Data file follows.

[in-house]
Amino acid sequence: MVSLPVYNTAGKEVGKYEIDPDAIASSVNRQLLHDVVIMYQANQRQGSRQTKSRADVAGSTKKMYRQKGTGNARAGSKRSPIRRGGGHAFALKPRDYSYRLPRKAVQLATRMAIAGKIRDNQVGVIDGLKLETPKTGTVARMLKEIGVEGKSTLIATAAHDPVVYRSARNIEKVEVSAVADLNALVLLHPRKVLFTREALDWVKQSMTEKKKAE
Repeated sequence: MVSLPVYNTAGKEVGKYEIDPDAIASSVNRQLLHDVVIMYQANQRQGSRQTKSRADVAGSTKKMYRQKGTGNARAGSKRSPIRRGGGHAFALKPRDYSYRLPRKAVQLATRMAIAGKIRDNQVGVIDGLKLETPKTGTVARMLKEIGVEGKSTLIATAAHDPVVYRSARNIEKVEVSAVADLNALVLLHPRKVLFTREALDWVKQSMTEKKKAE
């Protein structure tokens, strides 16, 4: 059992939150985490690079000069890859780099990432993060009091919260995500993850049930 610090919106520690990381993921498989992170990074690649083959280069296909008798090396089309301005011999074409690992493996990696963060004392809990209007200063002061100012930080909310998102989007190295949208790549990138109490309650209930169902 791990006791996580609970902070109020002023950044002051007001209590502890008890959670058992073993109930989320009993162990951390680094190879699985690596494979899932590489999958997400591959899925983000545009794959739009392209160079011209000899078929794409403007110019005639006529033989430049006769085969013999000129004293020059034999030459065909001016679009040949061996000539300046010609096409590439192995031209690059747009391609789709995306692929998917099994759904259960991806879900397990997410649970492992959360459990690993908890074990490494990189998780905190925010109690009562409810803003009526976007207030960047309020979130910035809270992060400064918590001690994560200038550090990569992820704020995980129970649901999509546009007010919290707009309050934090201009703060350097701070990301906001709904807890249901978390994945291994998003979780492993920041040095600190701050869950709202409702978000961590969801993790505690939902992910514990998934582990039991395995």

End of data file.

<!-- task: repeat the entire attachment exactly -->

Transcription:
[in-house]
Amino acid sequence: MVSLPVYNTAGKEVGKYEIDPDAIASSVNRQLLHDVVIMYQANQRQGSRQTKSRADVAGSTKKMYRQKGTGNARAGSKRSPIRRGGGHAFALKPRDYSYRLPRKAVQLATRMAIAGKIRDNQVGVIDGLKLETPKTGTVARMLKEIGVEGKSTLIATAAHDPVVYRSARNIEKVEVSAVADLNALVLLHPRKVLFTREALDWVKQSMTEKKKAE
Repeated sequence: MVSLPVYNTAGKEVGKYEIDPDAIASSVNRQLLHDVVIMYQANQRQGSRQTKSRADVAGSTKKMYRQKGTGNARAGSKRSPIRRGGGHAFALKPRDYSYRLPRKAVQLATRMAIAGKIRDNQVGVIDGLKLETPKTGTVARMLKEIGVEGKSTLIATAAHDPVVYRSARNIEKVEVSAVADLNALVLLHPRKVLFTREALDWVKQSMTEKKKAE
């Protein structure tokens, strides 16, 4: 059992939150985490690079000069890859780099990432993060009091919260995500993850049930 610090919106520690990381993921498989992170990074690649083959280069296909008798090396089309301005011999074409690992493996990696963060004392809990209007200063002061100012930080909310998102989007190295949208790549990138109490309650209930169902 791990006791996580609970902070109020002023950044002051007001209590502890008890959670058992073993109930989320009993162990951390680094190879699985690596494979899932590489999958997400591959899925983000545009794959739009392209160079011209000899078929794409403007110019005639006529033989430049006769085969013999000129004293020059034999030459065909001016679009040949061996000539300046010609096409590439192995031209690059747009391609789709995306692929998917099994759904259960991806879900397990997410649970492992959360459990690993908890074990490494990189998780905190925010109690009562409810803003009526976007207030960047309020979130910035809270992060400064918590001690994560200038550090990569992820704020995980129970649901999509546009007010919290707009309050934090201009703060350097701070990301906001709904807890249901978390994945291994998003979780492993920041040095600190701050869950709202409702978000961590969801993790505690939902992910514990998934582990039991395995």